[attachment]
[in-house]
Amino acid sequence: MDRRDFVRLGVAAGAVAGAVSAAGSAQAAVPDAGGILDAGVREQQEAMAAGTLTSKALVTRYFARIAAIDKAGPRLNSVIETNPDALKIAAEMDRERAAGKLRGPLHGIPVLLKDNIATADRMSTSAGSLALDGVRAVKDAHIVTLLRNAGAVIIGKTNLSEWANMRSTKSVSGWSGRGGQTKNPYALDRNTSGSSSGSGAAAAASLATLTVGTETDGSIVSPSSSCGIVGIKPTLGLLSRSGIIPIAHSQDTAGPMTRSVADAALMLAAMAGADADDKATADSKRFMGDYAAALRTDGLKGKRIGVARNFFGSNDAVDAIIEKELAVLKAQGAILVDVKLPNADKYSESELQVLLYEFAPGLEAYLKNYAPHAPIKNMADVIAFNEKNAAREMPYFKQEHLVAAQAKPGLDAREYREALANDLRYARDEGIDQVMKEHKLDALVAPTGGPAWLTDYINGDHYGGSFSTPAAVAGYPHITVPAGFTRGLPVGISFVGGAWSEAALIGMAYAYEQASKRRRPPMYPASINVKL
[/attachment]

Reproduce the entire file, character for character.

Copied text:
[in-house]
Amino acid sequence: MDRRDFVRLGVAAGAVAGAVSAAGSAQAAVPDAGGILDAGVREQQEAMAAGTLTSKALVTRYFARIAAIDKAGPRLNSVIETNPDALKIAAEMDRERAAGKLRGPLHGIPVLLKDNIATADRMSTSAGSLALDGVRAVKDAHIVTLLRNAGAVIIGKTNLSEWANMRSTKSVSGWSGRGGQTKNPYALDRNTSGSSSGSGAAAAASLATLTVGTETDGSIVSPSSSCGIVGIKPTLGLLSRSGIIPIAHSQDTAGPMTRSVADAALMLAAMAGADADDKATADSKRFMGDYAAALRTDGLKGKRIGVARNFFGSNDAVDAIIEKELAVLKAQGAILVDVKLPNADKYSESELQVLLYEFAPGLEAYLKNYAPHAPIKNMADVIAFNEKNAAREMPYFKQEHLVAAQAKPGLDAREYREALANDLRYARDEGIDQVMKEHKLDALVAPTGGPAWLTDYINGDHYGGSFSTPAAVAGYPHITVPAGFTRGLPVGISFVGGAWSEAALIGMAYAYEQASKRRRPPMYPASINVKL